What is Expected

There are certain things to be expected after your father kills himself. It’s normal to cry all through the afternoon and evening of the day your mother calls you with the news. It’s socially acceptable to sit up most nights of the month following trying to articulate to your very understanding boyfriend, who has to work in the morning, how you can hear in your mom’s voice that she’d seen her husband hanging from a rope in their garage. After that first month, it’s part of the passage of time for that same understanding and patient boyfriend to be a little less understanding and patient, and in order to save the relationship and his sanity, you, like most people put in a similar situation, reach out to other friends. (He does not use the phrase “driving me crazy,” but you do, to your friends on the phone in the downstairs bathroom.) You reach out to friends from college and upon rehashing the time between the present and the last you heard from them, you realize just how long it’s been since graduation.

At this point, about two and a half months after your father stepped off the roof of his car and allowed his feet to dangle in the confines of the open sunroof, it’s normal to reassess where your life is currently and where it’s headed. Given your sudden and recent realization of how long it’s been since graduation (it hasn’t been that long, by average standards, but your father’s recent passing has altered your understanding and respect for time) and the shamble-like state of your relationship with your boyfriend and your recently acquired habit of drinking whiskey late at night to fall asleep, no one would blame you for wanting to pack up the essentials, clean out your bank account and drive until you feel like you can begin again.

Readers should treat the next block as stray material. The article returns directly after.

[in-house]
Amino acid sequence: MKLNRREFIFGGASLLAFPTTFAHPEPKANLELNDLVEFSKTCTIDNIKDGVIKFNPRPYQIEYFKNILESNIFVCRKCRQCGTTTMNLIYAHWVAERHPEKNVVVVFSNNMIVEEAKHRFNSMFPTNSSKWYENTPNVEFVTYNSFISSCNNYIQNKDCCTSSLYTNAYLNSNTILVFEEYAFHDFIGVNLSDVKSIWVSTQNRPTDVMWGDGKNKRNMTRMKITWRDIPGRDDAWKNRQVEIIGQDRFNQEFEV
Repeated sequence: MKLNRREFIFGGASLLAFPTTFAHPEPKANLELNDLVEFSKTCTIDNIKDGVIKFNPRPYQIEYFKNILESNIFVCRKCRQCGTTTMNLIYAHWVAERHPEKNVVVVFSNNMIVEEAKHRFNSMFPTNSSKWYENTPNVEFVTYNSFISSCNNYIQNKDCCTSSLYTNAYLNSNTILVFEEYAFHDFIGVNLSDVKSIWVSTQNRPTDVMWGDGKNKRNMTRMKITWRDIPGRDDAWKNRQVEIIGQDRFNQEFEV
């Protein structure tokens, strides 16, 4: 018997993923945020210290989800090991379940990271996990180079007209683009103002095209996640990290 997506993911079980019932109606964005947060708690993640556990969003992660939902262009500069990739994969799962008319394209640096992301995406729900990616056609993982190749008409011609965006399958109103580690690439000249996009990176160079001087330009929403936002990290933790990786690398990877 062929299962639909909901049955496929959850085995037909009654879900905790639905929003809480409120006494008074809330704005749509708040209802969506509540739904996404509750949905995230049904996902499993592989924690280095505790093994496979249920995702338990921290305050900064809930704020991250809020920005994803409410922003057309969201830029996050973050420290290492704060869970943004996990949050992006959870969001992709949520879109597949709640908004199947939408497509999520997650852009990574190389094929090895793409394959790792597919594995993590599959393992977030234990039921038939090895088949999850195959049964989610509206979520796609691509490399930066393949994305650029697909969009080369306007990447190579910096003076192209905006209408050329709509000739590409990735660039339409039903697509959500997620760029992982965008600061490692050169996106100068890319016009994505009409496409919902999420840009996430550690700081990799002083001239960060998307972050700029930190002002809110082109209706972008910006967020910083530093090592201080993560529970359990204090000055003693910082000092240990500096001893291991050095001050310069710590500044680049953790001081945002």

Your boyfriend, at first devastated, angry and confused (as would be expected after three years of living together), would initially adopt your tradition of late-night whiskey as though he were trying to preserve your ghost. Eventually though, he’d allow the subconscious relief to rise to the surface. It would be admissible, even respectable, that he would begin to date again until there was a woman sleeping on your side of the bed, through the night and whiskey-free.

By this time, one year and three months will have passed since the afternoon of your father’s funeral, after which your mother – with you and the aforementioned boyfriend in tow – pulled her SUV into the garage. Upon realizing that she’d parked her car in the same garage she’d considered setting on fire hours before, she slammed her finger on the door’s remote in a frantic repetition, forgetting that each application of pressure caused the door to begin its painstaking journey opposite the direction it was already going. The door, accompanied by its lethargic motorized sound, rose and fell by inches, back and forth until the boyfriend – usually not prone to sudden movements or heroic antics – snatched the clicker from your mother’s hands and commanded the door to finally open and release you.

At this juncture, no one would think you abnormal, even without your father’s suicide as a factor, to feel that you made an impulsive and ill-advised move from home and familiarity, opting instead for something even more jarring and disorienting. It is the thing of parables for you to reconsider, to repack your things, return home.

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